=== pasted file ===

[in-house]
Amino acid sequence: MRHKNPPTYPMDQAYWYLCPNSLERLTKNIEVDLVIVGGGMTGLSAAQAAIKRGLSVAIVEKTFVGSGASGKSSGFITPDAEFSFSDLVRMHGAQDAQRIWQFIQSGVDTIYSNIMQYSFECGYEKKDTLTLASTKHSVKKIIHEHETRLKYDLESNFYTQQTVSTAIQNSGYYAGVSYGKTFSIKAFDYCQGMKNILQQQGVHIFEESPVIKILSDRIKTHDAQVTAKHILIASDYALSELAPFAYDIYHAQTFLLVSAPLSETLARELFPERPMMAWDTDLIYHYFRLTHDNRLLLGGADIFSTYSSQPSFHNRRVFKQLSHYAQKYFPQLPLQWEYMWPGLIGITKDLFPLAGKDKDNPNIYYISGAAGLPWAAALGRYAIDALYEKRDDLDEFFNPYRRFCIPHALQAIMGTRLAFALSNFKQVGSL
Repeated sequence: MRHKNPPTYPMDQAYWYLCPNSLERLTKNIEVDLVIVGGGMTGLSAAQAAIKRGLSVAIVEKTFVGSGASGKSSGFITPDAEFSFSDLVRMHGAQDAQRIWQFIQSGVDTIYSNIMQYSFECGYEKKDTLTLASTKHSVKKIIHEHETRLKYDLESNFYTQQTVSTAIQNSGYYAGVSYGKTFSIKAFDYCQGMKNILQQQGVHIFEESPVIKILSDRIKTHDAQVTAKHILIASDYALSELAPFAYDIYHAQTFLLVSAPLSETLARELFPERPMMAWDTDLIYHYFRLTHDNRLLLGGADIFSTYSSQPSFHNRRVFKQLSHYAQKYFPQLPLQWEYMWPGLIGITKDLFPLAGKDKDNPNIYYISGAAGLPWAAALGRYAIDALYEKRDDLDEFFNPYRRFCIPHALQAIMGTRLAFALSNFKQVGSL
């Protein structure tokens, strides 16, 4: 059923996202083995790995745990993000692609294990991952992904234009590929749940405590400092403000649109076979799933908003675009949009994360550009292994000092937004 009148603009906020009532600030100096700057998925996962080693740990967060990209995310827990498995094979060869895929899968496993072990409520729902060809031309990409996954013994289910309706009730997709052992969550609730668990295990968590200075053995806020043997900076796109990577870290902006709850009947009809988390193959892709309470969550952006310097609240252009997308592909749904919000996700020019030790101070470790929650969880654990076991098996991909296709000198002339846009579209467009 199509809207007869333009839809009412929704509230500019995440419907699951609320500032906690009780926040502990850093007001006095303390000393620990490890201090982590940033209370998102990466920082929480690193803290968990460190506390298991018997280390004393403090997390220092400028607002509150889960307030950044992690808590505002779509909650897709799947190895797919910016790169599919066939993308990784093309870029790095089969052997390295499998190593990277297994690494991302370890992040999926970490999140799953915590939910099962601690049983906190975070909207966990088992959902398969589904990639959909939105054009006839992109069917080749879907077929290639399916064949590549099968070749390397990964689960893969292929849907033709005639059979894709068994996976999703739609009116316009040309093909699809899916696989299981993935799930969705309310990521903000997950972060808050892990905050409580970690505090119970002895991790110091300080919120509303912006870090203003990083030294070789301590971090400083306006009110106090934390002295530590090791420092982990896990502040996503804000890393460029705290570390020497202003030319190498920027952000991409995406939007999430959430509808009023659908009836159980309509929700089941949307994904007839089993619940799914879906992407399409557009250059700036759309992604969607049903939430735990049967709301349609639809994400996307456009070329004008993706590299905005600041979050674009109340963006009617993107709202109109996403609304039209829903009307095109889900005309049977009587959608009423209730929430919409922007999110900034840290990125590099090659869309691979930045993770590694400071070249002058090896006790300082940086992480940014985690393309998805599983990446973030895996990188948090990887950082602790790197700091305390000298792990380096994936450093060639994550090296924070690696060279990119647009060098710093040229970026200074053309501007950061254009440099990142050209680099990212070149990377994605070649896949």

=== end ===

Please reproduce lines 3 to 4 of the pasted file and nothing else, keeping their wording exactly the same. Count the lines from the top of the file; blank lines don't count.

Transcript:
Repeated sequence: MRHKNPPTYPMDQAYWYLCPNSLERLTKNIEVDLVIVGGGMTGLSAAQAAIKRGLSVAIVEKTFVGSGASGKSSGFITPDAEFSFSDLVRMHGAQDAQRIWQFIQSGVDTIYSNIMQYSFECGYEKKDTLTLASTKHSVKKIIHEHETRLKYDLESNFYTQQTVSTAIQNSGYYAGVSYGKTFSIKAFDYCQGMKNILQQQGVHIFEESPVIKILSDRIKTHDAQVTAKHILIASDYALSELAPFAYDIYHAQTFLLVSAPLSETLARELFPERPMMAWDTDLIYHYFRLTHDNRLLLGGADIFSTYSSQPSFHNRRVFKQLSHYAQKYFPQLPLQWEYMWPGLIGITKDLFPLAGKDKDNPNIYYISGAAGLPWAAALGRYAIDALYEKRDDLDEFFNPYRRFCIPHALQAIMGTRLAFALSNFKQVGSL
């Protein structure tokens, strides 16, 4: 059923996202083995790995745990993000692609294990991952992904234009590929749940405590400092403000649109076979799933908003675009949009994360550009292994000092937004 009148603009906020009532600030100096700057998925996962080693740990967060990209995310827990498995094979060869895929899968496993072990409520729902060809031309990409996954013994289910309706009730997709052992969550609730668990295990968590200075053995806020043997900076796109990577870290902006709850009947009809988390193959892709309470969550952006310097609240252009997308592909749904919000996700020019030790101070470790929650969880654990076991098996991909296709000198002339846009579209467009 199509809207007869333009839809009412929704509230500019995440419907699951609320500032906690009780926040502990850093007001006095303390000393620990490890201090982590940033209370998102990466920082929480690193803290968990460190506390298991018997280390004393403090997390220092400028607002509150889960307030950044992690808590505002779509909650897709799947190895797919910016790169599919066939993308990784093309870029790095089969052997390295499998190593990277297994690494991302370890992040999926970490999140799953915590939910099962601690049983906190975070909207966990088992959902398969589904990639959909939105054009006839992109069917080749879907077929290639399916064949590549099968070749390397990964689960893969292929849907033709005639059979894709068994996976999703739609009116316009040309093909699809899916696989299981993935799930969705309310990521903000997950972060808050892990905050409580970690505090119970002895991790110091300080919120509303912006870090203003990083030294070789301590971090400083306006009110106090934390002295530590090791420092982990896990502040996503804000890393460029705290570390020497202003030319190498920027952000991409995406939007999430959430509808009023659908009836159980309509929700089941949307994904007839089993619940799914879906992407399409557009250059700036759309992604969607049903939430735990049967709301349609639809994400996307456009070329004008993706590299905005600041979050674009109340963006009617993107709202109109996403609304039209829903009307095109889900005309049977009587959608009423209730929430919409922007999110900034840290990125590099090659869309691979930045993770590694400071070249002058090896006790300082940086992480940014985690393309998805599983990446973030895996990188948090990887950082602790790197700091305390000298792990380096994936450093060639994550090296924070690696060279990119647009060098710093040229970026200074053309501007950061254009440099990142050209680099990212070149990377994605070649896949």